• Get Property To Loved Ones Quickly: You have two options here.
Option 1, your family has to wait anywhere from 3-9 months to get anything after you die. Option 2, your family gets money they need to pay bills, to pay for your funeral, to pay for your outstanding medical bills, and to pay for anything else they need right away and without delay. Which one would you choose? Good estate planning let’s you avoid the big delays that can put a real financial strain on your family.
• Save Your Family From The Difficult Decisions: Can you imagine trying to decide when to pull the plug on your spouse who is in a coma or similar condition? Or deciding how his or her remains should be handled? Those are heart breaking decisions that no one should have to face. You can ease this burden by thinking about this kind of thing in advance and planning ahead for it. You can specify in your estate plan how you want end-of-life care to be handled and what kind of disposal arrangements you want made for your remains. And there’s no one better to make those decisions than you.
• Reduce Taxes: Every single dollar that you pay in taxes is one less dollar that your family will have for paying bills and other expenses. There are numerous tax reduction strategies that you can use to keep as much money in the hands of your family as possible. The key is to start tax planning sooner rather than later and definitely not to wait until it’s too late.
• Make Retirement Easier: You might be surprised to hear that estate planning can actually benefit you while you’re alive, not just your families after you’re gone. Healthcare in particular is an area where estate planning can benefit you enormously down the road by making sure you’re eligible for government benefits like Medicare (that you’ve been paying into most of your working life anyways, so you might as well get something back), that can significantly reduce your healthcare costs and leave more money to your loved ones.
• Plan For Incapacity: Estate planning is not just about death. It’s very common for people to become incapacitated by an accident or sudden medical episode like a stroke that leaves them unable to manage their financial affairs. If this happens to you, who will take care of paying your bills or managing your healthcare? A power of attorney designation for both financial and healthcare decisions can save your family a lot of time and money and make sure everything is handled according to your wishes.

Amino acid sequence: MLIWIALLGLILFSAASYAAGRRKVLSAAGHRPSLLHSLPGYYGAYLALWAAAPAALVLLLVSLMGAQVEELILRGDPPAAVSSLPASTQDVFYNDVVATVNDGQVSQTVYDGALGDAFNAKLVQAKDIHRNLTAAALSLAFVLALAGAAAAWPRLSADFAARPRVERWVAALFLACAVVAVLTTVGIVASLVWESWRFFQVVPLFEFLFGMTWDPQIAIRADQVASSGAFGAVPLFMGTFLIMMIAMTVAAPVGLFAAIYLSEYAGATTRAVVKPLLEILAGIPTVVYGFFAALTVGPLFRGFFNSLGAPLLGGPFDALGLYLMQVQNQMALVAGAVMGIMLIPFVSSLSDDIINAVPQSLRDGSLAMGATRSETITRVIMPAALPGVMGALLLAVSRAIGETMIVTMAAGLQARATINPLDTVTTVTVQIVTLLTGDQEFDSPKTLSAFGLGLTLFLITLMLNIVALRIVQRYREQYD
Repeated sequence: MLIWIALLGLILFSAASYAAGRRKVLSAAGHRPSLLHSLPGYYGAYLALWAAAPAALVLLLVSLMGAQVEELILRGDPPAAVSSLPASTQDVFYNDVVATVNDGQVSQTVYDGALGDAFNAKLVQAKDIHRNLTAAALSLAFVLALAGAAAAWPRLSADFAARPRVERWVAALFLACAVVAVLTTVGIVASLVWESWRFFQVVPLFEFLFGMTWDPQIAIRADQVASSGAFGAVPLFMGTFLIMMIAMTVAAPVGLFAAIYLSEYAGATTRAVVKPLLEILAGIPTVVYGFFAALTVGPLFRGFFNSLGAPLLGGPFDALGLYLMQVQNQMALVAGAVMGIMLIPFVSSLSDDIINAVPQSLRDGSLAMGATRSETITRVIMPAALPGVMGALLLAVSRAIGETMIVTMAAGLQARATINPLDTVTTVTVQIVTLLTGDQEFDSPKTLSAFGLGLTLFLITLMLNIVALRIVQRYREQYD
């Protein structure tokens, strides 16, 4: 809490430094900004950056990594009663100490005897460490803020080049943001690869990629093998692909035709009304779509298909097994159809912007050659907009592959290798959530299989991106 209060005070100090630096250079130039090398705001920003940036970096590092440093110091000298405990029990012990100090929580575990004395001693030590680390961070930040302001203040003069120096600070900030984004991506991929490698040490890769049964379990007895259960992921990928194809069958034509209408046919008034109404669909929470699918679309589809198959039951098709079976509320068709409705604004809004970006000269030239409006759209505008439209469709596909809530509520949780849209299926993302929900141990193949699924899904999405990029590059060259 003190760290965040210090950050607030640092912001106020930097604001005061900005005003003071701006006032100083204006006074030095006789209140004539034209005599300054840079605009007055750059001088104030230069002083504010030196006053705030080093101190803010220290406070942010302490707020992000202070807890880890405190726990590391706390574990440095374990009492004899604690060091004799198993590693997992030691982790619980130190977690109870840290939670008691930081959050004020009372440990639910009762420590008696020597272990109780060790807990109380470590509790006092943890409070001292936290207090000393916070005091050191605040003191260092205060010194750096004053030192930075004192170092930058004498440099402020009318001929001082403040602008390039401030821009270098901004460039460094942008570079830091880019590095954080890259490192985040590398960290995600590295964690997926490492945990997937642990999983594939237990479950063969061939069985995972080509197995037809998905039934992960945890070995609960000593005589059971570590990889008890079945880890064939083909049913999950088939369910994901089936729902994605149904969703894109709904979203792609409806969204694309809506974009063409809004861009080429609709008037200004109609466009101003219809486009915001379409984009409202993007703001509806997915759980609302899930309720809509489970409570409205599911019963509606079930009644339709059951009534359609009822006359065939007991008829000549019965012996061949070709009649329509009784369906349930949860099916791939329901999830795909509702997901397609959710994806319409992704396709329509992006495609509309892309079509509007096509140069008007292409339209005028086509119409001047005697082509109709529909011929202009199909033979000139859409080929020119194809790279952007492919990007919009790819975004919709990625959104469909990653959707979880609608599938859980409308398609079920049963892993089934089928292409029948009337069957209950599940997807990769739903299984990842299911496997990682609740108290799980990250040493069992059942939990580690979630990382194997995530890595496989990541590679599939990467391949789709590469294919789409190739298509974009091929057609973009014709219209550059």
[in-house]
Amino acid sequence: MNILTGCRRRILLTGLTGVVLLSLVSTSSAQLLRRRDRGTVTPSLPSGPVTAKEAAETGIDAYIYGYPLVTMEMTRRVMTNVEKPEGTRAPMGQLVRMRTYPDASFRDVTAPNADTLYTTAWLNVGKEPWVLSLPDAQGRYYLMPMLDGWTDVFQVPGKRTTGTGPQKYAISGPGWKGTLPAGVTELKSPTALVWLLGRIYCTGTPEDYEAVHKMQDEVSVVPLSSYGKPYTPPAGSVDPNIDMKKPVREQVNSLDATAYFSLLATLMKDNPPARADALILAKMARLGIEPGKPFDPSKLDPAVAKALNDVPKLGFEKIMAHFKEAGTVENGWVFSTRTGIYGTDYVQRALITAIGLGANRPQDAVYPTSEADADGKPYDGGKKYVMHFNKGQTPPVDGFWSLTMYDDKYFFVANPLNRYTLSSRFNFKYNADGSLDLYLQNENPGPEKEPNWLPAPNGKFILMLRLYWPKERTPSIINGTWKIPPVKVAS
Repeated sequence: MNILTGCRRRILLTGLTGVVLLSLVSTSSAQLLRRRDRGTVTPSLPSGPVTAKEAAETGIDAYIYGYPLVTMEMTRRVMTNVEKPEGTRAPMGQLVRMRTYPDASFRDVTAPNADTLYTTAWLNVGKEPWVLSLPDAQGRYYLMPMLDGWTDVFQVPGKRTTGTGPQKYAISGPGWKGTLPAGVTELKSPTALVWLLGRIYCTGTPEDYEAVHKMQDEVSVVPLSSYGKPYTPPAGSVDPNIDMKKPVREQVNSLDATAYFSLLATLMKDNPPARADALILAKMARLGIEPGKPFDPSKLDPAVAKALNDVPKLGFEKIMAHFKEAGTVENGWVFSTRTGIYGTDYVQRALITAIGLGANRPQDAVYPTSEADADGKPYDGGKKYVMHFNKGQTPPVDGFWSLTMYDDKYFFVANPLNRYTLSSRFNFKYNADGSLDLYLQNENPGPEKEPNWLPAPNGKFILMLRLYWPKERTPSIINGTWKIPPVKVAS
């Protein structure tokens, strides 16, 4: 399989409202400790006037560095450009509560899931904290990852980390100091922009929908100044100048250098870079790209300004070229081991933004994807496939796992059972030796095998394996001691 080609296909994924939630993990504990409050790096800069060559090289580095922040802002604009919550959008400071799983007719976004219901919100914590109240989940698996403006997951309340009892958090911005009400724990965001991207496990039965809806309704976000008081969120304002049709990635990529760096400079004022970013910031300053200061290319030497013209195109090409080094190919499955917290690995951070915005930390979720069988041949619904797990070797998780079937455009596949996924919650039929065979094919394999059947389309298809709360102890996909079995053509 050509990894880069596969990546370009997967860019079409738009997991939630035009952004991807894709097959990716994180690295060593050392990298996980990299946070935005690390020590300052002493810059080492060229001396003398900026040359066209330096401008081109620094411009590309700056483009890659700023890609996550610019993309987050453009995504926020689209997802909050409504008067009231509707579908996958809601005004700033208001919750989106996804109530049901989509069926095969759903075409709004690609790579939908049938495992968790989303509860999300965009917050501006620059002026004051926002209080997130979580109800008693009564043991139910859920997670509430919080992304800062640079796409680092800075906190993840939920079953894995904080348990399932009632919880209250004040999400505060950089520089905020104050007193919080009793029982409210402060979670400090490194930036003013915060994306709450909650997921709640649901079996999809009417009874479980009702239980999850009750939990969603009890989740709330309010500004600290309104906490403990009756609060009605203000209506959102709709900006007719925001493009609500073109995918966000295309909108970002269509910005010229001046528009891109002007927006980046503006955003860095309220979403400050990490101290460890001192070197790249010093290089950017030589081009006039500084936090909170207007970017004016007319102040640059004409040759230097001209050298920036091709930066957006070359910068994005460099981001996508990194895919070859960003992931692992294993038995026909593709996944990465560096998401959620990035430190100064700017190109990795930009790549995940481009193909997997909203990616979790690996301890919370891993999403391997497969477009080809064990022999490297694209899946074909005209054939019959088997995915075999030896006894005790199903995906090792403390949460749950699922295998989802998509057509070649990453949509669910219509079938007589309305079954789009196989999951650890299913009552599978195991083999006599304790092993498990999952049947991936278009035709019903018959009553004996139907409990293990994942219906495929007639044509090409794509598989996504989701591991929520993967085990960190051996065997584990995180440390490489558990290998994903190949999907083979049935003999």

• Support Your Favorite Cause: You might have heard that Mark Zuckerberg (the founder of Facebook) decided to join Bill Gates and Warren Buffet in leaving the vast majority of his fortune to charity instead of his family. Even though you don’t have billions of dollars to leave to charity, you can still make a difference by supporting your favorite educational, religious, or other charitable cause. Even if it’s just a hundred dollars, that money can help others and make a difference in their lives.
• Make Sure Your Business Runs Smoothly: If you are a small business owner, then you absolutely must have an estate plan. It’s one of the most important things you can do and is really not optional. Without one, your business will likely fall apart quickly and completely if something happens to you, and that can cause incredible financial hardship on your family. You have the opportunity to provide for an orderly transition to someone else and continue the business by spelling out what happens if you become disabled or die. Don’t do a disservice to your family by leaving these kinds of ends untied.
It seems like many people devote more time to planning a vacation, which car to buy, or even where to eat dinner than they do to estate planning deciding who will inherit their assets after they’re gone. It may not be as fun to think about as booking a trip or checking out restaurant reviews, but without estate planning, you can’t choose who gets everything that you worked so hard for. Estate planning isn’t only for the rich. Without a plan in place, settling your affairs after you go could have a long-lasting and costly impact on your loved ones, even if you don’t have a pricey home, large IRA, or valuable art to pass on.
Advanced Estate Planning
Advanced estate planning—something more than a simple will or basic living trust can be critical for people with valuable, taxable estates. It goes above and beyond a basic foundation and provides options for minimizing or even eliminating estate taxes. Advanced estate planning can be used to perpetuate family values and protect assets for the benefit of future generations.
Advanced Estate Planning Can Reduce Estate Taxes
You can reduce or even eliminate estate taxes by gifting assets into an irrevocable trust for eventual transfer to your beneficiaries or even to charities. But the trust must be irrevocable. A simple revocable trust will allow your estate to avoid probate, but the Internal Revenue Service takes the position that you still own the assets you place into such a trust. You can revoke the revocable trust entity and take the assets back at any time. You remain in control of them. Not so with a more advanced irrevocable trust. Placing assets in an irrevocable trust is a permanent decision. You’re relinquishing ownership. Someone else not you must act as trustee. But if you can’t control them and you don’t legally own them at the time of your death, they don’t contribute to your taxable estate. It doesn’t have to be an all-or-nothing deal.
If you own some significantly valuable assets that you know you want to transfer to a certain beneficiary, you can place them alone into an irrevocable trust and maintain control over your other property. Many states allow trusts to continue for hundreds of years or even into perpetuity so you can establish dynasty trusts for their current and future family members. You can also create a legacy in your community by setting up charitable trusts or a private foundation that will provide a self-perpetuating endowment for years to come.
Estate Planning Attorney Free Consultation
If you are here, you probably have an estate issue you need help with, call Ascent Law LLC for your free estate law consultation (801) 676-5506. We want to help you.
8833 S. Redwood Road, Suite C
West Jordan, Utah
84088 United States
Telephone: (801) 676-5506